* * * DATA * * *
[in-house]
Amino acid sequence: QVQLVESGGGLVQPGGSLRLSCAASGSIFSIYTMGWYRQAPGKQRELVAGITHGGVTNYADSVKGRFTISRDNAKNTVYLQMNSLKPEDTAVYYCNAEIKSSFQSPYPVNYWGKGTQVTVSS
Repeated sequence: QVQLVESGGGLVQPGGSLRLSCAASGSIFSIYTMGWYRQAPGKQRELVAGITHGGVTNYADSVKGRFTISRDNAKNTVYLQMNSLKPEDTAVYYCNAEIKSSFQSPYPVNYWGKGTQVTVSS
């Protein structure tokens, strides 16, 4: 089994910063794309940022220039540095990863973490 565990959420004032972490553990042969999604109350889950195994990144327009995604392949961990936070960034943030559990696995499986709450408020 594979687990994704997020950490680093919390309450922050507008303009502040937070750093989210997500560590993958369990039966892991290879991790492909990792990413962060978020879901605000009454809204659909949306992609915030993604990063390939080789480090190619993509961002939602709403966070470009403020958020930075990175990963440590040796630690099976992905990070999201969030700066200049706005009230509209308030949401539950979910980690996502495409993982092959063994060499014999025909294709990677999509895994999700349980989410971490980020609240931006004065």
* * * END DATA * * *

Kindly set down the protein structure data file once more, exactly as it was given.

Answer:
[in-house]
Amino acid sequence: QVQLVESGGGLVQPGGSLRLSCAASGSIFSIYTMGWYRQAPGKQRELVAGITHGGVTNYADSVKGRFTISRDNAKNTVYLQMNSLKPEDTAVYYCNAEIKSSFQSPYPVNYWGKGTQVTVSS
Repeated sequence: QVQLVESGGGLVQPGGSLRLSCAASGSIFSIYTMGWYRQAPGKQRELVAGITHGGVTNYADSVKGRFTISRDNAKNTVYLQMNSLKPEDTAVYYCNAEIKSSFQSPYPVNYWGKGTQVTVSS
């Protein structure tokens, strides 16, 4: 089994910063794309940022220039540095990863973490 565990959420004032972490553990042969999604109350889950195994990144327009995604392949961990936070960034943030559990696995499986709450408020 594979687990994704997020950490680093919390309450922050507008303009502040937070750093989210997500560590993958369990039966892991290879991790492909990792990413962060978020879901605000009454809204659909949306992609915030993604990063390939080789480090190619993509961002939602709403966070470009403020958020930075990175990963440590040796630690099976992905990070999201969030700066200049706005009230509209308030949401539950979910980690996502495409993982092959063994060499014999025909294709990677999509895994999700349980989410971490980020609240931006004065």